Managing conversations on social media is about more than just commenting, responding and moderating. It is about developing, building and maintaining trust across platforms. With the advent of social media as a mainstream form of communication, there has been a change in how trust is distributed among people and organizations.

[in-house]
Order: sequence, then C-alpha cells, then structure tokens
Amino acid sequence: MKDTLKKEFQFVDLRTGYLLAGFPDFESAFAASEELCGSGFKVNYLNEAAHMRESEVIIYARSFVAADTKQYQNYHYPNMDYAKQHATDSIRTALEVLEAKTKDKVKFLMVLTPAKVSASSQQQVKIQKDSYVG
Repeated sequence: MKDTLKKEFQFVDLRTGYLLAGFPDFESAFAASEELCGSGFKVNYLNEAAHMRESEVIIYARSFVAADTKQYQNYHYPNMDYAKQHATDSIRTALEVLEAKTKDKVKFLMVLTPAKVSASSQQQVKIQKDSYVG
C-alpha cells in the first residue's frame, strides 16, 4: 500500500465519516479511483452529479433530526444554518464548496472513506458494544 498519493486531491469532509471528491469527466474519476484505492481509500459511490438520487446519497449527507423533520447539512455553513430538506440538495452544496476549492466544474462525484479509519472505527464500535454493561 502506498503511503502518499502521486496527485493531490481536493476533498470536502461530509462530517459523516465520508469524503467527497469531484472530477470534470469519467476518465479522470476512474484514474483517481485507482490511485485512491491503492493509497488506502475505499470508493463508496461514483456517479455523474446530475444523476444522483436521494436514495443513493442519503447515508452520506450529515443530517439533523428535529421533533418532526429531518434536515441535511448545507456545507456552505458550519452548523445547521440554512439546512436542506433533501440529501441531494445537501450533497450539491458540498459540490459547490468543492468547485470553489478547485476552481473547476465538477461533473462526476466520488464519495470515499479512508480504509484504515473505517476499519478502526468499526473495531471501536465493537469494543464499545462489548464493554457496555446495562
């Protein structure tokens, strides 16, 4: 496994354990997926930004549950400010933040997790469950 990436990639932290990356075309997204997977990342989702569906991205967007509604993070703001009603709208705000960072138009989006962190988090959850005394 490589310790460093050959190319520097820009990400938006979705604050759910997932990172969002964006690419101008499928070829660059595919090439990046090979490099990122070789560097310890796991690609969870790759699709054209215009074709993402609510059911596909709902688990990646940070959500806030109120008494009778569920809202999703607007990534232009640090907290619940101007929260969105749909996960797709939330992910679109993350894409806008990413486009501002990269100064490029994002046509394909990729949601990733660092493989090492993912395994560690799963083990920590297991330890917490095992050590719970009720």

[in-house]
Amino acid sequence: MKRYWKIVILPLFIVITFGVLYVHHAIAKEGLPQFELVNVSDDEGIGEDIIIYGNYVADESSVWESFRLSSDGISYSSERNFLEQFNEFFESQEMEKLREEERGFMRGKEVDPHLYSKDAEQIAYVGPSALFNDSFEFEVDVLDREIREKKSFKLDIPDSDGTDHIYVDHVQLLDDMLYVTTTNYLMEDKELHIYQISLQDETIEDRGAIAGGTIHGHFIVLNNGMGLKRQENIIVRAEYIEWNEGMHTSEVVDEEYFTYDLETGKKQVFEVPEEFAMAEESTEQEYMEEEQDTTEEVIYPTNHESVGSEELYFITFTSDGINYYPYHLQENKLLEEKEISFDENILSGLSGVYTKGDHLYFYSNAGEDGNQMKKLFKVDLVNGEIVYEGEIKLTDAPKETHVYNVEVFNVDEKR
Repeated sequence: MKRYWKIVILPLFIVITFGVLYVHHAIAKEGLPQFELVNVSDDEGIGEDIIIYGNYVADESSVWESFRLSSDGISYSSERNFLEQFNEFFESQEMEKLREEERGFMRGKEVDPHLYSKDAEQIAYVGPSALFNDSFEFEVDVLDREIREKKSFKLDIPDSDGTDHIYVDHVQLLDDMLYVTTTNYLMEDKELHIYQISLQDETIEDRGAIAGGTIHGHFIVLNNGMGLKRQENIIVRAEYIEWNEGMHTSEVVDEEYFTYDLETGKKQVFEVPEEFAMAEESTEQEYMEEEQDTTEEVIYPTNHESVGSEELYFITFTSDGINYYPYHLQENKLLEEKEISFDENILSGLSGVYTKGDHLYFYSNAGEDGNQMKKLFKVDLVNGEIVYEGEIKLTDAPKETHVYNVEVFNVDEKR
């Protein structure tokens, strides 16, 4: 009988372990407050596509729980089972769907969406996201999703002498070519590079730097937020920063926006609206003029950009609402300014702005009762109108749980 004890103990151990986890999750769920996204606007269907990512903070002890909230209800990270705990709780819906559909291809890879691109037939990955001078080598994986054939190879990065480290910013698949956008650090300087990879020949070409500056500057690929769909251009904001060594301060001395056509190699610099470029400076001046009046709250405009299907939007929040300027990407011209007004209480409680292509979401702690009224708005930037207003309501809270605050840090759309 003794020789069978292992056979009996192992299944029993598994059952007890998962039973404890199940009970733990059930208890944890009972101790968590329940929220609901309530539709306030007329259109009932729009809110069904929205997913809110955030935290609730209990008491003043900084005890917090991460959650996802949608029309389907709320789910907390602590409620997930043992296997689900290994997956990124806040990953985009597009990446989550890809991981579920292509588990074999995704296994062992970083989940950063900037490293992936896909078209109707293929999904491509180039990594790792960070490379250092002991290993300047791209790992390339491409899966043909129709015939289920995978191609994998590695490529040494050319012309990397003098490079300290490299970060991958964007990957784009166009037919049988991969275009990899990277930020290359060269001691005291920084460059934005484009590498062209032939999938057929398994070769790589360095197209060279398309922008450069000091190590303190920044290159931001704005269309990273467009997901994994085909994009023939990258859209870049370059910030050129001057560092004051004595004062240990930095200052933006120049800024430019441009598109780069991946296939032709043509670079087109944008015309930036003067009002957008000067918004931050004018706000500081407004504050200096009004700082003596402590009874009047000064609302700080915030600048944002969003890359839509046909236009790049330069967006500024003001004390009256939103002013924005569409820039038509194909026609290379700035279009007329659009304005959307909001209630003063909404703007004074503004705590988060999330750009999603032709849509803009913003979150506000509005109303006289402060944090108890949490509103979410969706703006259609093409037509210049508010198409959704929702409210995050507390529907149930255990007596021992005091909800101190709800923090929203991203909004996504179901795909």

In "We've Stopped Trusting Institutions and Started Trusting Strangers," trust researcher Rachel Botsman examines the shift from trusting institutions like banks and the government, to relying on others like our family, friends and even strangers. Using her discussion of trust, think about how you can build trust with the public as a public affairs professional. Consider the trust you must build with reporters, the media and your audience. Recognize how social media, smart phones and other technologies have changed the way people trust by making institutions seem shady, closed and centralized, by displaying top-down leadership and communication strategies. This sense of “institutional” becoming synonymous with “corporate,” “questionable,” or even “deceitful” has pushed people towards trusting a distributed model that favors transparency, inclusiveness, decentralization and bottom-up leadership. Understand this is what your unit members, your social media followers and your enemies have become knowledgeable of, if not accustomed to, whether they recognize it or not.